Planetary compositions from disrupting exoplanets

Astronomy Unit Seminars
Dr Carole Haswell (Open U.)
Guillem Anglada
September 24th, 2014 at 14:30
GO Jones Room 610

Thousands of exoplanets have been discovered in the last 20 years, offering
us the opportunity to place our own Solar System in its Galactic context. This
new field of comparative planetology is limited by the rather sparse
information we have on the vast majority of the known exoplanets. The exoplanets
with orbits which happen to be aligned so that they transit across the face of
their host star are particularly valuable: for these we are able to directly
measure their size and mass. For exoplanets transiting nearby stars, high signal
to noise observations can empirically determine the presence of various chemical
species through differential spectroscopic techniques. We studied an extremely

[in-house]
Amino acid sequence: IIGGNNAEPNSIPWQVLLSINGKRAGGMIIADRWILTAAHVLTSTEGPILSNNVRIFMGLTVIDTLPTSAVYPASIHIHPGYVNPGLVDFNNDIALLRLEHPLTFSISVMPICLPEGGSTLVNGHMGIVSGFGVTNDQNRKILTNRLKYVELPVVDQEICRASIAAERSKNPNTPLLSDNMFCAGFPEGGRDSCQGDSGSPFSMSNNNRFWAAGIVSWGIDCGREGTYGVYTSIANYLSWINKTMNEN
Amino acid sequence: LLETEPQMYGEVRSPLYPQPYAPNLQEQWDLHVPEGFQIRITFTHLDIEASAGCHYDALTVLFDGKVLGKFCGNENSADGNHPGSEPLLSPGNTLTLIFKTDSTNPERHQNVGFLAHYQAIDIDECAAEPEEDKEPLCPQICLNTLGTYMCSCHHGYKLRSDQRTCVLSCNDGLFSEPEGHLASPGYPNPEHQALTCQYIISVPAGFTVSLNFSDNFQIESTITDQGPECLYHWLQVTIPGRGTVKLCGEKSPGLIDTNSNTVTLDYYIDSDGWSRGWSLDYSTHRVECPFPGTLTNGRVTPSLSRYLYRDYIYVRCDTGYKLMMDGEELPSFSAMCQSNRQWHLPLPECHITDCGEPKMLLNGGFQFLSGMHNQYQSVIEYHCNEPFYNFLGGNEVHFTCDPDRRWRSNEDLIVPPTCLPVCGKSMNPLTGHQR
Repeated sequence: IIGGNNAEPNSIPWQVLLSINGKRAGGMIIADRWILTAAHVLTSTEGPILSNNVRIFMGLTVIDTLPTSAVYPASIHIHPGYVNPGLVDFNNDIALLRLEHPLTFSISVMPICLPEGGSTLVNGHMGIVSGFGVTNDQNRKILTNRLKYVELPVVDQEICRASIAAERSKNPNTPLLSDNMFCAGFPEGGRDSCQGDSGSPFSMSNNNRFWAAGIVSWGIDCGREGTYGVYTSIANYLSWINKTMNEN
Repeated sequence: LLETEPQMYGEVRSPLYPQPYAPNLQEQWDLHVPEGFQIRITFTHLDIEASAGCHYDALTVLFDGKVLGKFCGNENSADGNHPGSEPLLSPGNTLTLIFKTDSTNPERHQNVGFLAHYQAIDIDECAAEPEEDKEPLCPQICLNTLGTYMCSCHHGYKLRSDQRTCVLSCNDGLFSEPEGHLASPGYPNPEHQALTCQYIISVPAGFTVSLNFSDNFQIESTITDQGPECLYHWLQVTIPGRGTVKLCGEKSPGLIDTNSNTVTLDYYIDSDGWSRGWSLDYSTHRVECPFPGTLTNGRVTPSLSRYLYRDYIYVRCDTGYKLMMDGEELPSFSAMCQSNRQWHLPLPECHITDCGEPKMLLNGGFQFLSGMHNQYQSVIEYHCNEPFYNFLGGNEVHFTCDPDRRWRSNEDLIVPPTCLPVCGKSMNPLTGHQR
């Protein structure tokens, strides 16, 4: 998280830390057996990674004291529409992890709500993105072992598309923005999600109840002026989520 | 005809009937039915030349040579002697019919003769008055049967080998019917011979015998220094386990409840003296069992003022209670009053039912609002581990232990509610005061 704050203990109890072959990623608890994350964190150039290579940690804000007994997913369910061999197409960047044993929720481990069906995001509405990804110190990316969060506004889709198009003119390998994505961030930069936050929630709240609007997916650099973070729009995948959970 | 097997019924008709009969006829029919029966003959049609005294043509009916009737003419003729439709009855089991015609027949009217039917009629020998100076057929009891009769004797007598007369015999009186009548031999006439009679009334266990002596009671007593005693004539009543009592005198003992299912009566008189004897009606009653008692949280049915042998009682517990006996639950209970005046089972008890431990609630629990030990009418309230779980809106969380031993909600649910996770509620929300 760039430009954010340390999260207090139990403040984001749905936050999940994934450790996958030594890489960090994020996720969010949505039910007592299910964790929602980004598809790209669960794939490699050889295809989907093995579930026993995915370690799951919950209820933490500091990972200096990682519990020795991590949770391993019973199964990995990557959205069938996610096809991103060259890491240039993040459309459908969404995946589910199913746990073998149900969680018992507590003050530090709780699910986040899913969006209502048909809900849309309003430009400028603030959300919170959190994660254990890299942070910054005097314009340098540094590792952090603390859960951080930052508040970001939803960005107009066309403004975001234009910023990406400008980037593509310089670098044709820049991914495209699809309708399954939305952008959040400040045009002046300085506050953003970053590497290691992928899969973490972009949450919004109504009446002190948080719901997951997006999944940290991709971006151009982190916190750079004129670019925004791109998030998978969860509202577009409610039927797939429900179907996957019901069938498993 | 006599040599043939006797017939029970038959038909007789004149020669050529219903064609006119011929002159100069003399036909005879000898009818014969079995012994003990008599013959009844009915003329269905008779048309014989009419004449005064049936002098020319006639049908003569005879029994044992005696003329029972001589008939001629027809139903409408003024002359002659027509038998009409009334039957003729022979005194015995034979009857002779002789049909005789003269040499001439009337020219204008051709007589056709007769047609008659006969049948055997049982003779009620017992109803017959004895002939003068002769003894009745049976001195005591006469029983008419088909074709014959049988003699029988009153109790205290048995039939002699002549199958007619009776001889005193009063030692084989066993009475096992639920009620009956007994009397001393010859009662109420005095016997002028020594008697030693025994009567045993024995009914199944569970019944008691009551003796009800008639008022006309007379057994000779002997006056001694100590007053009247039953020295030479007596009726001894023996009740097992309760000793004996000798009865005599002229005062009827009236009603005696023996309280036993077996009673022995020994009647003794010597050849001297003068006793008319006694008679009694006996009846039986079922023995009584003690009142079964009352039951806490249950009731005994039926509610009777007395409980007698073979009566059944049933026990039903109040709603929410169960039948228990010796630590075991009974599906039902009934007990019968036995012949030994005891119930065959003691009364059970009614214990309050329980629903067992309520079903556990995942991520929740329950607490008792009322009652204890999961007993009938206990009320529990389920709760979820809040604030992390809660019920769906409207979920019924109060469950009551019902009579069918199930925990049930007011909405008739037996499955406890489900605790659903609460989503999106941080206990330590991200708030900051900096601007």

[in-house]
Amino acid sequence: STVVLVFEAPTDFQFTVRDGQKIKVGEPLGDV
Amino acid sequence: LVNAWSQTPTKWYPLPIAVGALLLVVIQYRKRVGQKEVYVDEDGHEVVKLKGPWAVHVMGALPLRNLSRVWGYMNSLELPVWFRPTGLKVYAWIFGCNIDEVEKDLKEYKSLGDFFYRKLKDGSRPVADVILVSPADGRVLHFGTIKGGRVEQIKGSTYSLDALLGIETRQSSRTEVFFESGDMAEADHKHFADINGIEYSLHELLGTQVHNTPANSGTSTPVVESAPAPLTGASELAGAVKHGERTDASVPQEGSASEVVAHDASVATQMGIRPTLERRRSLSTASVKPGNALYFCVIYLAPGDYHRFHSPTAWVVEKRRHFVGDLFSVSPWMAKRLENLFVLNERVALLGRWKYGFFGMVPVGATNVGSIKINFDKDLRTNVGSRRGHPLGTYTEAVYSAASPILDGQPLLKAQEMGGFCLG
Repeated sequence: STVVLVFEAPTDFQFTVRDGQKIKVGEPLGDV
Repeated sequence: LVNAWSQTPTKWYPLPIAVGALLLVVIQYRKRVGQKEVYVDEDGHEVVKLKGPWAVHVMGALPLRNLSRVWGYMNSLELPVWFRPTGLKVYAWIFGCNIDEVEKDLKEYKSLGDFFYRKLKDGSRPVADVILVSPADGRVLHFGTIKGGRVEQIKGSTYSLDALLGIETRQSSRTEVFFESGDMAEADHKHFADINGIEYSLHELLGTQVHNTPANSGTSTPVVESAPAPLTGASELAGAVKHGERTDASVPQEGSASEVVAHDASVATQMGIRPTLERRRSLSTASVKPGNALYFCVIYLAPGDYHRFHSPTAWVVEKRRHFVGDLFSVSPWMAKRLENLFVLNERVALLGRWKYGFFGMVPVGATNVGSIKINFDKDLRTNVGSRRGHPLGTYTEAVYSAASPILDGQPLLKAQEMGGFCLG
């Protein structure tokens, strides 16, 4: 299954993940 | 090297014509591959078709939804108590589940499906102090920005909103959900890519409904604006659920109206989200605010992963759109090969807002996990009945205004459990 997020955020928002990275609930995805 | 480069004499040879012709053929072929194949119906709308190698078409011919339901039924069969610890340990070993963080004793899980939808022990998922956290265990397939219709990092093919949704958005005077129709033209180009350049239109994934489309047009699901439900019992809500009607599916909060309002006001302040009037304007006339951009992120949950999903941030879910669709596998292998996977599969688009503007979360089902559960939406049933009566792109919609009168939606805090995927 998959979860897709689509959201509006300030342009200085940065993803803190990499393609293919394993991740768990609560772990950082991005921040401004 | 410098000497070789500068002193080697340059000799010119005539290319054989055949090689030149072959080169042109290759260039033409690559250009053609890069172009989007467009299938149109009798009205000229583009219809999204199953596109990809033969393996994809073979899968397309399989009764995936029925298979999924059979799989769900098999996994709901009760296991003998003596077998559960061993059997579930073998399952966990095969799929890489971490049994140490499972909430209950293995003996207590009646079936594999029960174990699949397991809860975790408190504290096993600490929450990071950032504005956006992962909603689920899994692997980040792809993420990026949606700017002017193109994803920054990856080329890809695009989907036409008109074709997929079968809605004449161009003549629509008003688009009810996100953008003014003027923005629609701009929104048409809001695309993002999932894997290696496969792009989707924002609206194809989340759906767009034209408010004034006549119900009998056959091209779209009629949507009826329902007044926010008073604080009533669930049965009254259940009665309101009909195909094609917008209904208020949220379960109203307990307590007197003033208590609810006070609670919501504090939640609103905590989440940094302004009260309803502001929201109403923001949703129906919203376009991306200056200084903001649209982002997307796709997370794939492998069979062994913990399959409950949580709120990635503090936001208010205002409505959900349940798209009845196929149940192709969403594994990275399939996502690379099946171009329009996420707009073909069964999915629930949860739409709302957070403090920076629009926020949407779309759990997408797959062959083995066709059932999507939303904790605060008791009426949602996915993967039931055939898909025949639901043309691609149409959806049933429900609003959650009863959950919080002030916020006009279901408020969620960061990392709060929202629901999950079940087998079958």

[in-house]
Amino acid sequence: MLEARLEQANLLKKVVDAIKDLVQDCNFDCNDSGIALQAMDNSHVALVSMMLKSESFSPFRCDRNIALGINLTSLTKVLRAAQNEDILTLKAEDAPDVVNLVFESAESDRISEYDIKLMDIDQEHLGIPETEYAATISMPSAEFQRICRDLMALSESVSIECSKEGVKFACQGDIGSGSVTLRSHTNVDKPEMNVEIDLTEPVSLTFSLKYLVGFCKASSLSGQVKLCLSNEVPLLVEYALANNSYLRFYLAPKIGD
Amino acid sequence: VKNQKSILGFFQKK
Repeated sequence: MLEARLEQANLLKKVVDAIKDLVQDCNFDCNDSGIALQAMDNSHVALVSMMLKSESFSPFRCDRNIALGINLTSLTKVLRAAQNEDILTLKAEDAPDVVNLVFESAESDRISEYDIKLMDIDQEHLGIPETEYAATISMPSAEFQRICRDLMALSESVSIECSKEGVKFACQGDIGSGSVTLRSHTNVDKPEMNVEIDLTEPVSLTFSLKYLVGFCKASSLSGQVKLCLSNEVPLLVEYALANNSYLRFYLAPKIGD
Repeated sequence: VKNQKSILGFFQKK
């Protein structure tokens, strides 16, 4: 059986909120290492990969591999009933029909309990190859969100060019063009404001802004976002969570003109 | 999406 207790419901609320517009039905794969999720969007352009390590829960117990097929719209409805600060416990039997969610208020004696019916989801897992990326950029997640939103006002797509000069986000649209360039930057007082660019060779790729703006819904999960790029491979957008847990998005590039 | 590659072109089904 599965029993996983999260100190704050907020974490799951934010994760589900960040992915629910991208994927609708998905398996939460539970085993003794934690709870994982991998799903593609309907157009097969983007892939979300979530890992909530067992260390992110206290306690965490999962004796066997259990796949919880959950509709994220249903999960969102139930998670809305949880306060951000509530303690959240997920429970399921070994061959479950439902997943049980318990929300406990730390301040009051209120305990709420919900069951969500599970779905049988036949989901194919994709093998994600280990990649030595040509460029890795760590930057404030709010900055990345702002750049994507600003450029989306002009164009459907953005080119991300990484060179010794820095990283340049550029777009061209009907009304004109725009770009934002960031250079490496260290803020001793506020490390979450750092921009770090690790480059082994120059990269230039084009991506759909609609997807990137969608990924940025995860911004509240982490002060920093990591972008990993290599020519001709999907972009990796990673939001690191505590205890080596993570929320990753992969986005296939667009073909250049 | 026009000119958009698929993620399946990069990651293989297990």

close-in hot Jupiter exoplanet, WASP-12b, detecting absorption from dozens of
species in the extended exosphere of the planet. Surprisingly, we also
discovered that the entire planetary system is shrouded in diffuse gas lost from the
heavily irradiated planet. WASP-12's gas shroud produces noticable absorption in the
strongest lines of abundant species: we first noted it in Mg II h&k, and found a
similar signature in the Ca II H&K lines. Meanwhile, the Kepler mission has
revealed evidence for dozens of small rocky bodies orbiting their host stars with
sub-day periods. I will review the background material outlined above and show how
this allows us to identify some very interesting close-in exoplanetary
bodies orbiting nearby stars. Once identified, these systems will permit exquisite
quality observations revealing their compositions in unprecedented detail.